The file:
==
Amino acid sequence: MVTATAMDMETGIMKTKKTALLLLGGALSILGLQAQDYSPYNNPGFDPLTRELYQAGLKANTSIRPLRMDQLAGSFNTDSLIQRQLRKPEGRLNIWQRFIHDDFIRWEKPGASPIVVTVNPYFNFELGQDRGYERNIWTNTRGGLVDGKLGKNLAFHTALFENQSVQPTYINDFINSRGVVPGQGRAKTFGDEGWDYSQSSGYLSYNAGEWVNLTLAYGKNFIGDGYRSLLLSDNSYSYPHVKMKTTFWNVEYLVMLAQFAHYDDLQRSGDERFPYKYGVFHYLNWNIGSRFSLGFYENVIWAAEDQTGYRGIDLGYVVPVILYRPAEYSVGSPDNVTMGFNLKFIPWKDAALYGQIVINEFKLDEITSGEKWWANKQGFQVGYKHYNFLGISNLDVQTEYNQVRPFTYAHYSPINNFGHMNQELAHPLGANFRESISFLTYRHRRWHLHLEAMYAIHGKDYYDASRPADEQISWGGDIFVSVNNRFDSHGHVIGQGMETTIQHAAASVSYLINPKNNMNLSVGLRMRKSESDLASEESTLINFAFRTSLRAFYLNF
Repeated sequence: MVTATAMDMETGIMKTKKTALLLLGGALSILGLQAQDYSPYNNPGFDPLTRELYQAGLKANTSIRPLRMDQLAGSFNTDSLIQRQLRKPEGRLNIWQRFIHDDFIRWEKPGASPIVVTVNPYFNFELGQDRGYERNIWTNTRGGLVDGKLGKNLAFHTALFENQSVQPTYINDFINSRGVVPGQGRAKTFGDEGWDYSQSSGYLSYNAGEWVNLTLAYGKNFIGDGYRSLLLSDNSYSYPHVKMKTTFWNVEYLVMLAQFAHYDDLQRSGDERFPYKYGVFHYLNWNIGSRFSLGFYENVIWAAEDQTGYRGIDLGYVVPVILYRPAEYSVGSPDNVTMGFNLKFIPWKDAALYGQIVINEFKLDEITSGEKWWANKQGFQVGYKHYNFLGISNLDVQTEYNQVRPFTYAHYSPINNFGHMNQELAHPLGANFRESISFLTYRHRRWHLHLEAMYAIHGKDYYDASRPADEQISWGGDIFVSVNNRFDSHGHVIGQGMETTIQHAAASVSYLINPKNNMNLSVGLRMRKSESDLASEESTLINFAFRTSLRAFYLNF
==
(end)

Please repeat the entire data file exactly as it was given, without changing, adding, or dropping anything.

Amino acid sequence: MVTATAMDMETGIMKTKKTALLLLGGALSILGLQAQDYSPYNNPGFDPLTRELYQAGLKANTSIRPLRMDQLAGSFNTDSLIQRQLRKPEGRLNIWQRFIHDDFIRWEKPGASPIVVTVNPYFNFELGQDRGYERNIWTNTRGGLVDGKLGKNLAFHTALFENQSVQPTYINDFINSRGVVPGQGRAKTFGDEGWDYSQSSGYLSYNAGEWVNLTLAYGKNFIGDGYRSLLLSDNSYSYPHVKMKTTFWNVEYLVMLAQFAHYDDLQRSGDERFPYKYGVFHYLNWNIGSRFSLGFYENVIWAAEDQTGYRGIDLGYVVPVILYRPAEYSVGSPDNVTMGFNLKFIPWKDAALYGQIVINEFKLDEITSGEKWWANKQGFQVGYKHYNFLGISNLDVQTEYNQVRPFTYAHYSPINNFGHMNQELAHPLGANFRESISFLTYRHRRWHLHLEAMYAIHGKDYYDASRPADEQISWGGDIFVSVNNRFDSHGHVIGQGMETTIQHAAASVSYLINPKNNMNLSVGLRMRKSESDLASEESTLINFAFRTSLRAFYLNF
Repeated sequence: MVTATAMDMETGIMKTKKTALLLLGGALSILGLQAQDYSPYNNPGFDPLTRELYQAGLKANTSIRPLRMDQLAGSFNTDSLIQRQLRKPEGRLNIWQRFIHDDFIRWEKPGASPIVVTVNPYFNFELGQDRGYERNIWTNTRGGLVDGKLGKNLAFHTALFENQSVQPTYINDFINSRGVVPGQGRAKTFGDEGWDYSQSSGYLSYNAGEWVNLTLAYGKNFIGDGYRSLLLSDNSYSYPHVKMKTTFWNVEYLVMLAQFAHYDDLQRSGDERFPYKYGVFHYLNWNIGSRFSLGFYENVIWAAEDQTGYRGIDLGYVVPVILYRPAEYSVGSPDNVTMGFNLKFIPWKDAALYGQIVINEFKLDEITSGEKWWANKQGFQVGYKHYNFLGISNLDVQTEYNQVRPFTYAHYSPINNFGHMNQELAHPLGANFRESISFLTYRHRRWHLHLEAMYAIHGKDYYDASRPADEQISWGGDIFVSVNNRFDSHGHVIGQGMETTIQHAAASVSYLINPKNNMNLSVGLRMRKSESDLASEESTLINFAFRTSLRAFYLNF